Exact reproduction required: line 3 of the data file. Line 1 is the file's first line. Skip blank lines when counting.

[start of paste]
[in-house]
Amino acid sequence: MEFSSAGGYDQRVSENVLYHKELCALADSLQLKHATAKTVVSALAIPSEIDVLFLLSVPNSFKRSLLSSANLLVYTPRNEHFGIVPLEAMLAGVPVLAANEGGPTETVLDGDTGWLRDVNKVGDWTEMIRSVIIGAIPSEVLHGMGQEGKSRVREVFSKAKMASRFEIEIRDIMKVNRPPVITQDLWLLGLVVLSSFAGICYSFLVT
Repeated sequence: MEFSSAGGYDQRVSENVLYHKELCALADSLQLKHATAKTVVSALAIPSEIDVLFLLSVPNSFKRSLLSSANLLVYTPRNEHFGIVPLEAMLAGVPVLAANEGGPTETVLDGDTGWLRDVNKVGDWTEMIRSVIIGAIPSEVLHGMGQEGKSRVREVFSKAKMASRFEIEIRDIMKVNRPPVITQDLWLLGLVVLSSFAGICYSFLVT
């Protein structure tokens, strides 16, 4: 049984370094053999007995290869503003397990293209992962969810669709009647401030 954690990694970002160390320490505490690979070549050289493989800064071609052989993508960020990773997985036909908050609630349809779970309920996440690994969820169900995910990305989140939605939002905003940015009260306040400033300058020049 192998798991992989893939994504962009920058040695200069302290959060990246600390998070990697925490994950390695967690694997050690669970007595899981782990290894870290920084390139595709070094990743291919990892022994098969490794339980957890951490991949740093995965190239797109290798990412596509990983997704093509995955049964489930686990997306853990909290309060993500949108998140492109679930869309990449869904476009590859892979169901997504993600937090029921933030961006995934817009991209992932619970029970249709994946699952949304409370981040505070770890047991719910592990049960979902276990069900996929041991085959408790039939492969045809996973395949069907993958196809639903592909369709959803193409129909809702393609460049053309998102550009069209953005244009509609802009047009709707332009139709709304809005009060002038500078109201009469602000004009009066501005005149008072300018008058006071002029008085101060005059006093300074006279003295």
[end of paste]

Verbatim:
Repeated sequence: MEFSSAGGYDQRVSENVLYHKELCALADSLQLKHATAKTVVSALAIPSEIDVLFLLSVPNSFKRSLLSSANLLVYTPRNEHFGIVPLEAMLAGVPVLAANEGGPTETVLDGDTGWLRDVNKVGDWTEMIRSVIIGAIPSEVLHGMGQEGKSRVREVFSKAKMASRFEIEIRDIMKVNRPPVITQDLWLLGLVVLSSFAGICYSFLVT